For Israel’s Arabs, who make up 21 percent of its more than 8 million inhabitants, the reality lies somewhere between Boulos’ militant discourse of victimization and Dabour’s harmonizing portrayal of the national team. Clearly, Arabs continue to be economically underprivileged, accounting for only 8 percent of the country’s gross domestic product. A number of recent news stories and statistics on the education system paint a surprisingly different picture, however. One example comes from schools, which with few exceptions continue to be segregated based on religious affiliation and observance.

Economic potential of Arabs

In 2018, of the ten high schools with the best gradepoint averages, four were Arab, including two of the top four. (Admittedly, there were seven Arab or Beduin schools among the bottom ten.) In the professions, especially in medicine and pharmaceutics, the prevalence of highly skilled Arabs has increased dramatically over the past few years (as a visit to an Israeli hospital or pharmacy will only confirm). By contrast, Arabs are seriously underrepresented among highly skilled workers in the particularly thriving high-tech sector, where in 2018 they made  up only 1.4 percent of the workforce. Of this proportion, a mere 7 percent were women.

Both domestic investors and the government are interested in changing this, a fact that Israeli media has long since focused on. It is often remarked that the potential of the Arab intelligentsia should be better harnessed to benefit Israel’s economy and help reduce the economic imbalance between sectors. However, a recent article in Israeli financial newspaper Globes speculated that there is a mostly secret hope among the Jewish public that increased cooperation between Jewish and Arab experts in the globalized high-tech sector will help westernize this still very conservative part of the population.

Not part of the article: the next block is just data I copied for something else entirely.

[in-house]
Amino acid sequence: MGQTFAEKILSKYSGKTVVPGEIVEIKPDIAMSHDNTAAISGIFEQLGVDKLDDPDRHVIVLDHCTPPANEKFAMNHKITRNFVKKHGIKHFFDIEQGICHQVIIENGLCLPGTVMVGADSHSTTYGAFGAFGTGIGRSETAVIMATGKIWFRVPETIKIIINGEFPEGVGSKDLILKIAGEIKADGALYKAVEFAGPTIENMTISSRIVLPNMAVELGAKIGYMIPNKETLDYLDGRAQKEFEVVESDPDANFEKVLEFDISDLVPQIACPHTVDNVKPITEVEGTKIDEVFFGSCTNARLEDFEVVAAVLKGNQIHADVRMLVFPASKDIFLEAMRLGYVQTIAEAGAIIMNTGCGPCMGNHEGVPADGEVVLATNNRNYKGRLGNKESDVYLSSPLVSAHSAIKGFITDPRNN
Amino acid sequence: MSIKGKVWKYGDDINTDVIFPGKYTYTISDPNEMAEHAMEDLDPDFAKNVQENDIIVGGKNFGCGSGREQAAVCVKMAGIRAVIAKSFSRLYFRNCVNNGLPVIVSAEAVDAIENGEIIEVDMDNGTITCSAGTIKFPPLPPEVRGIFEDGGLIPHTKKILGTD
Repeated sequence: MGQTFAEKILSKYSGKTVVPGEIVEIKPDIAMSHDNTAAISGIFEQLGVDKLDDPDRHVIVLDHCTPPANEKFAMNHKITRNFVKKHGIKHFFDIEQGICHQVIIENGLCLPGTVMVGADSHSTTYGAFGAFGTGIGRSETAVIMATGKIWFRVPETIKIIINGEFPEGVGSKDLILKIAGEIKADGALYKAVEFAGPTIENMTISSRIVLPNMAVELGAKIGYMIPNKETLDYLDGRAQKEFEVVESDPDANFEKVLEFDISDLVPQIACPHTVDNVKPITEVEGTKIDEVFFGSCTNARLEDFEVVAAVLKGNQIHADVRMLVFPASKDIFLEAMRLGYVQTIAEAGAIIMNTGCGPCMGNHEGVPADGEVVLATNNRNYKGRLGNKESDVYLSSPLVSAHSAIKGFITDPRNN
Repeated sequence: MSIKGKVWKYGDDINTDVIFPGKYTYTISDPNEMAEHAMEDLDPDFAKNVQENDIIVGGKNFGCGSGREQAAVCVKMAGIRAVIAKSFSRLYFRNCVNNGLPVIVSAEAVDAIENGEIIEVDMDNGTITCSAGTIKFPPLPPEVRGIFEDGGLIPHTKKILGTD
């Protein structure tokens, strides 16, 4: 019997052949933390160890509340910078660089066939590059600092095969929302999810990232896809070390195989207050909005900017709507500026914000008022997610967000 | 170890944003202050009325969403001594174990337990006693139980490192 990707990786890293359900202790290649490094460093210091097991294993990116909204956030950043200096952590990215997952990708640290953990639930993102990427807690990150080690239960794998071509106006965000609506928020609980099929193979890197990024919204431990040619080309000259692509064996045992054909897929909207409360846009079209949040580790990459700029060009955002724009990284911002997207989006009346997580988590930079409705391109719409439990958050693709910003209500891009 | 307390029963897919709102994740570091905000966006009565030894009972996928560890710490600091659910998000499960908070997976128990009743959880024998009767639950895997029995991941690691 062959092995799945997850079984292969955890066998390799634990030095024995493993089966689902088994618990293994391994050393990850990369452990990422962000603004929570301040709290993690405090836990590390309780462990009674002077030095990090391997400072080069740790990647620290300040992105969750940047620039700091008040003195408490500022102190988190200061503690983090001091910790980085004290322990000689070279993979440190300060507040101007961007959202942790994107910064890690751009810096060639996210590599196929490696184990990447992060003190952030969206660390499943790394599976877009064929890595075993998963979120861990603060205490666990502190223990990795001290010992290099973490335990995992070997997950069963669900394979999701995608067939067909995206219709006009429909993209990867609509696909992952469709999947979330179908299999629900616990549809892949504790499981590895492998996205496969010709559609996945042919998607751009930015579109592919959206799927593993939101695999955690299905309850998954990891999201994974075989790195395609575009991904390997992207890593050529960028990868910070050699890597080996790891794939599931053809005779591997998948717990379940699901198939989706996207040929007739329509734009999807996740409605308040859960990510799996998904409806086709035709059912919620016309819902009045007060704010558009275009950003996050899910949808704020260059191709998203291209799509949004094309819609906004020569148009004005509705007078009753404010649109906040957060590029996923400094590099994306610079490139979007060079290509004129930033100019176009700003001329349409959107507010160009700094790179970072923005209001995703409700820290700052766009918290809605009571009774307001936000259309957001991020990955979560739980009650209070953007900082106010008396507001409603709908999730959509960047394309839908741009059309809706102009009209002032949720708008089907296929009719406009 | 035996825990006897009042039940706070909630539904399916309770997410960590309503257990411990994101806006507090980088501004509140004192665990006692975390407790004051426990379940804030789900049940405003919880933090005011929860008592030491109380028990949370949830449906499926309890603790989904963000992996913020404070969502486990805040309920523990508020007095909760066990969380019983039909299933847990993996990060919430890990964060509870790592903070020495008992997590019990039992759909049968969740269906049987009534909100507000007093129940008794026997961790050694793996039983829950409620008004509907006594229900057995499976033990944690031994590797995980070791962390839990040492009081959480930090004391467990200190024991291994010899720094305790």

Mixed signals

Indeed, a certain amount of internal inhibiting influence seems to be having an effect. This would appear to contradict the findings of an academic study on the entrance of Arab Israelis into the high-tech sector conducted by accountant Abdallah Zoabi. His conclusion cited in Globes was that working in a global environment alongside people from highly diverse cultural areas may challenge personal religious beliefs and observances, but not necessarily weaken them.

The Arab population, however, receives mixed messages from the policies of the Israeli government. Scholarship programs for Arab students are in sharp contrast to low points such as Benjamin Netanyahu’s warning that “Arab voters are heading to the polling stations in droves,” which was part of a 17 March, 2015, election day video message aimed at countermobilizing his right-wing voters and is now the subject of an extensive dedicated article in Hebrew Wikipedia. While the above-mentioned 2018 nation-state law can justifiably be read as an indication of a Jewish identity crisis, it caused a great deal of resentment among left-liberal Jews as well as among Arabs.

Still, there are signs that both Jews and Arabs in Israel have now grasped that full participation of Arab citizens in Israeli society will ultimately benefit all. Rather than being misunderstood fighters for the Arab cause, as Boulos views them, Israel’s Arab citizens could be instrumental in building bridges between the peoples of the Middle East.

More articles in the current issue of UNI NOVA.